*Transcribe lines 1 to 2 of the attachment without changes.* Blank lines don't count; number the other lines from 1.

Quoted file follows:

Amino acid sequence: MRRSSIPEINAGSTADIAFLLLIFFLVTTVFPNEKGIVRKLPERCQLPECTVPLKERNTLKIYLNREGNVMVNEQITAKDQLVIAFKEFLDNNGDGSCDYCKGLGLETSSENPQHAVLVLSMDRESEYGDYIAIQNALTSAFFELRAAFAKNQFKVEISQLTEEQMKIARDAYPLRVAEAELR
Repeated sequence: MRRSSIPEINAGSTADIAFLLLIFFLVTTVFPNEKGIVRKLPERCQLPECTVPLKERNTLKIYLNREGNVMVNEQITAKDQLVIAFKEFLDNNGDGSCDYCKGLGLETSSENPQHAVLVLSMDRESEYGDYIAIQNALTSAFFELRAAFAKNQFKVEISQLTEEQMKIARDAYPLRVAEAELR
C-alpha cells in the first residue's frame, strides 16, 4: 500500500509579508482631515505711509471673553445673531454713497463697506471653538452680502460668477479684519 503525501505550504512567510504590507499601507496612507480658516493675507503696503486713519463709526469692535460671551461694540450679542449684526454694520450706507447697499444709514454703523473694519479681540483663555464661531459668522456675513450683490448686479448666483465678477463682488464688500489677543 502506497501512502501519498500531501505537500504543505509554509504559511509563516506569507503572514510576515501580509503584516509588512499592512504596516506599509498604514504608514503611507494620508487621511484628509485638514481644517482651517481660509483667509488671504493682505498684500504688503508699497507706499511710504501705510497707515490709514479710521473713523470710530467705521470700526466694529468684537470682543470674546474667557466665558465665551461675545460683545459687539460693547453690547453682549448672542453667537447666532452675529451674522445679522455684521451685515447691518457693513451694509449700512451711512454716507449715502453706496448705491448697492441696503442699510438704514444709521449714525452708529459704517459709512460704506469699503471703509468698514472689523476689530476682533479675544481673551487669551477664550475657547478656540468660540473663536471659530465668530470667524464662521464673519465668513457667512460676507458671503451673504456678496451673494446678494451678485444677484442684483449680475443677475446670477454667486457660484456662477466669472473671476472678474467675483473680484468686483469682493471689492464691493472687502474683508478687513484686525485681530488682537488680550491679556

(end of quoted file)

Amino acid sequence: MRRSSIPEINAGSTADIAFLLLIFFLVTTVFPNEKGIVRKLPERCQLPECTVPLKERNTLKIYLNREGNVMVNEQITAKDQLVIAFKEFLDNNGDGSCDYCKGLGLETSSENPQHAVLVLSMDRESEYGDYIAIQNALTSAFFELRAAFAKNQFKVEISQLTEEQMKIARDAYPLRVAEAELR
Repeated sequence: MRRSSIPEINAGSTADIAFLLLIFFLVTTVFPNEKGIVRKLPERCQLPECTVPLKERNTLKIYLNREGNVMVNEQITAKDQLVIAFKEFLDNNGDGSCDYCKGLGLETSSENPQHAVLVLSMDRESEYGDYIAIQNALTSAFFELRAAFAKNQFKVEISQLTEEQMKIARDAYPLRVAEAELR